2:29AM text: “I am home safe.  Maybe we can meet next time I am there.”

My German friend was in town for a few days this week on business.  He lives and works in San Francisco right now but Germany is home.  We try to meet up for a drink when he comes out.  This week was tough because of Halloween and bad timing.  I waited at a bar for a little bit hedging my bets he’d get out of his meeting on the earlier side but I was just totally exhausted and had to call it a night.  I was halfway home when he got out of his meeting.  Figured he’d be annoyed with me but he understood.

What struck me with this text is his need to tell me he is back in San Francisco safely.    I don’t know him that well but it’s important to him that someone know where he is.  I imagine with no family in this country and maybe just friends from work, he must occasionally worry that no one would know if something happened to him.  I’m glad he at least has me to text so he can experience someone caring.

I get it.  I have that same feeling every night I go out.  When I get home, there is no one to tell that I am safe.  If something bad happened to me, no one would know.  It would likely take a few days before anyone wondered.   I am someone people might look for every 5 or 6 days.  That’s a horrible feeling.

I have a “proof of life” thing I do on Facebook where I post a funny photo when I get in so my friends know I am ok.  But that only works if I post that I am out to begin with.  I am pretty consistent about doing it when on dates, out at bars, concerts or traveling.  But what about all my errands?  Or simply getting home from work?  No one would know if I didn’t get home safe.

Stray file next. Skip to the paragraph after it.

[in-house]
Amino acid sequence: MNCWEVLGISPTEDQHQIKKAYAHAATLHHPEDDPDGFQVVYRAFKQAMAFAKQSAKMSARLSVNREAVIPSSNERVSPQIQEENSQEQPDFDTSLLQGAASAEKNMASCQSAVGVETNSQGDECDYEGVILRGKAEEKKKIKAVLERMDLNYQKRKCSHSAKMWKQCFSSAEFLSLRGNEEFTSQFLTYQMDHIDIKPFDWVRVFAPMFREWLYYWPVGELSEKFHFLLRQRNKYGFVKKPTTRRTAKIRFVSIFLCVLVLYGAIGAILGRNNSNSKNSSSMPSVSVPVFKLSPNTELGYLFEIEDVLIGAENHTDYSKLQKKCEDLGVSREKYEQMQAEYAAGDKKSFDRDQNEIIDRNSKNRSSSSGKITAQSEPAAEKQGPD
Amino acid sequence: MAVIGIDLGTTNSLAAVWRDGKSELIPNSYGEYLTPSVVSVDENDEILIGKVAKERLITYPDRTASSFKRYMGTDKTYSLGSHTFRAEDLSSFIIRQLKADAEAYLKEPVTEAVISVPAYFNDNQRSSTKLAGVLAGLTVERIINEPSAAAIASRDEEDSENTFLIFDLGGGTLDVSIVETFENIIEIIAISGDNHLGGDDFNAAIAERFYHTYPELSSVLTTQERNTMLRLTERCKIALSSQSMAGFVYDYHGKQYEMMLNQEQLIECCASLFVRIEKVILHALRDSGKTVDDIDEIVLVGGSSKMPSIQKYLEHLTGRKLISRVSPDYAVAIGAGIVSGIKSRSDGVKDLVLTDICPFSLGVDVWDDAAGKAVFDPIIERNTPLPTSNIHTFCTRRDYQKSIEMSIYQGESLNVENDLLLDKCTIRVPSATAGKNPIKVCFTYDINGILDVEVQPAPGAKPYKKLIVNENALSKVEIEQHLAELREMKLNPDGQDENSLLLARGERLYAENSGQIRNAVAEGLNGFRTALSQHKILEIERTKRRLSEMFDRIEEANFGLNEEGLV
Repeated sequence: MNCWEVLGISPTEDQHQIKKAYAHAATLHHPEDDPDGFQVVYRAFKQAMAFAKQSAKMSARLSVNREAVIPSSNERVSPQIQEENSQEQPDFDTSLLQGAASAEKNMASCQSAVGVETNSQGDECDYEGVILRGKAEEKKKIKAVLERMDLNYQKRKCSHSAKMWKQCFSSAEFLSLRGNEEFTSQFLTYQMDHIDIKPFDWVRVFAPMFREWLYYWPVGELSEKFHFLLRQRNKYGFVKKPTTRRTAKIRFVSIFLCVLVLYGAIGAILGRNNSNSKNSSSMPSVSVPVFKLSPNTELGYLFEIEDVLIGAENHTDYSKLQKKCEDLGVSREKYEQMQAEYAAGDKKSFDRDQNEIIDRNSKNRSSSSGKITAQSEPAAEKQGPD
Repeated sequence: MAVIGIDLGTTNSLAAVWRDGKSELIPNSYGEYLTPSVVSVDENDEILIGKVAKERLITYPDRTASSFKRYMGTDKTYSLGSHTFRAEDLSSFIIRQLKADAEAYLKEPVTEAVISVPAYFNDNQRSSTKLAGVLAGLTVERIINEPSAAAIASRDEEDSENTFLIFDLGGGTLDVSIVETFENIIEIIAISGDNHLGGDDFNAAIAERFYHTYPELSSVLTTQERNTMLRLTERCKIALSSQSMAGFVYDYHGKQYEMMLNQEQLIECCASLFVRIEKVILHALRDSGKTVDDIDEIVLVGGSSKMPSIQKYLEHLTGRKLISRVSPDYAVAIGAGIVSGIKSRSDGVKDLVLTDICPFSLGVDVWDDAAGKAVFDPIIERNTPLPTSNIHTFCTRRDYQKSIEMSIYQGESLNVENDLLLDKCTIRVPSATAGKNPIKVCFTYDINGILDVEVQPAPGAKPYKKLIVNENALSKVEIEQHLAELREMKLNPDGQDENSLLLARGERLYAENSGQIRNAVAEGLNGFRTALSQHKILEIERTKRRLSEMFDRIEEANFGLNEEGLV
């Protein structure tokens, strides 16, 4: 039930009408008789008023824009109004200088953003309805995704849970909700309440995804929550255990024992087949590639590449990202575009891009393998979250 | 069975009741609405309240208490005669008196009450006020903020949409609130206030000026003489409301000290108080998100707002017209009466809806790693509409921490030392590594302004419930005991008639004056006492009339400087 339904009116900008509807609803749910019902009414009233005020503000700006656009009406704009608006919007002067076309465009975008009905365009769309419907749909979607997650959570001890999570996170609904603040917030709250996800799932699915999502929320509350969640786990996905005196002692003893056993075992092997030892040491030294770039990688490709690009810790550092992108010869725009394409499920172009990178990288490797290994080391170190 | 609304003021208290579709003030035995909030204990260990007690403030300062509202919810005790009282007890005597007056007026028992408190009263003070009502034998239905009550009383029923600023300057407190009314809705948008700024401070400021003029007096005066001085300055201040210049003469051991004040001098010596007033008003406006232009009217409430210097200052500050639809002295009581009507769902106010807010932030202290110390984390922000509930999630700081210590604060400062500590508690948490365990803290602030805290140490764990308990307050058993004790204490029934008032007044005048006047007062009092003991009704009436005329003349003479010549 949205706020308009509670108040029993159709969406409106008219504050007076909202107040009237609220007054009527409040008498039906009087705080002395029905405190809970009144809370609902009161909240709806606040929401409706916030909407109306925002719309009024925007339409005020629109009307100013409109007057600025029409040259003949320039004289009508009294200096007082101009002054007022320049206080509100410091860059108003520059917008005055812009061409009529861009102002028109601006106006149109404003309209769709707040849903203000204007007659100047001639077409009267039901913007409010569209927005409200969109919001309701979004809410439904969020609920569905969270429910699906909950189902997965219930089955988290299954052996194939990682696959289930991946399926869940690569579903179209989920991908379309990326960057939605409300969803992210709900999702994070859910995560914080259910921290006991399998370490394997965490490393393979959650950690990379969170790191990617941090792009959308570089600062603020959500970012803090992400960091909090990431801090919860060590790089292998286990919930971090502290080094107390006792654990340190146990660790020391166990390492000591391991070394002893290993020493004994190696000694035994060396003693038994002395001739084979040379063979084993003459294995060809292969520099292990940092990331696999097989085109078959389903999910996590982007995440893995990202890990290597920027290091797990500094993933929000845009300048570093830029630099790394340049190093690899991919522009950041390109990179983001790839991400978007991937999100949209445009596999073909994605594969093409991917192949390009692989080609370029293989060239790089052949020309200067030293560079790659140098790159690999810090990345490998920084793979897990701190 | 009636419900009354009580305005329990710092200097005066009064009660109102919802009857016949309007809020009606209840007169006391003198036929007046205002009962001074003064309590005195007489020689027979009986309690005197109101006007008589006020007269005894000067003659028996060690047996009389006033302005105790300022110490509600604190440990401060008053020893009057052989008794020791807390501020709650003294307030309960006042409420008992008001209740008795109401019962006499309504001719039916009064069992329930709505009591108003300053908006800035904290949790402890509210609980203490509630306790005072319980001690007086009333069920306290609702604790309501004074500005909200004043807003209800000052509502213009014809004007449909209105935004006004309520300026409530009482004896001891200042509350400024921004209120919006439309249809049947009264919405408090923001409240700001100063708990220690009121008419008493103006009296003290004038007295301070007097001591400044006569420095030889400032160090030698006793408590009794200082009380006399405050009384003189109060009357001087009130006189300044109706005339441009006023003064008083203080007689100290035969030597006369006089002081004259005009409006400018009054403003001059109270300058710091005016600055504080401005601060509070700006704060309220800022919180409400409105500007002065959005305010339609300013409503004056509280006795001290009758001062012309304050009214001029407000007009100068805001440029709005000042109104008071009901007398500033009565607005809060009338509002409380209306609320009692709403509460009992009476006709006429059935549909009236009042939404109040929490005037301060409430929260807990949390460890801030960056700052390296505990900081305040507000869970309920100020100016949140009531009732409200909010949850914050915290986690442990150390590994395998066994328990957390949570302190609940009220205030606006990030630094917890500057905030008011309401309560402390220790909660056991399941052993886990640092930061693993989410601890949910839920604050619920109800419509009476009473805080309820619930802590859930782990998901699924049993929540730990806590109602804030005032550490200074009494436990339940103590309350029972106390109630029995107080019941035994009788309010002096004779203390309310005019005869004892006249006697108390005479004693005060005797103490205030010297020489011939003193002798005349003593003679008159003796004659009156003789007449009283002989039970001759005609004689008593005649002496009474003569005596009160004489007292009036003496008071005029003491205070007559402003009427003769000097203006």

When you live with other people – have connections – then someone knows.  Your husband, your kids, your roommate – they know when you don’t come home.  They worry.  They text you.  They know when to worry and what to do.  They care.  Maybe they care because they want you to make dinner which is displeasing to you.  But if they are hungry, and you are not there, they are prompted to wonder where you are.

For the unconnected, how often do you think about this?  Does it factor into decisions to go out or stay in?  Does it prevent you from traveling?  Does it make you feel lonely?  Or, do you have a plan in place to survive your day so you can get to your empty home?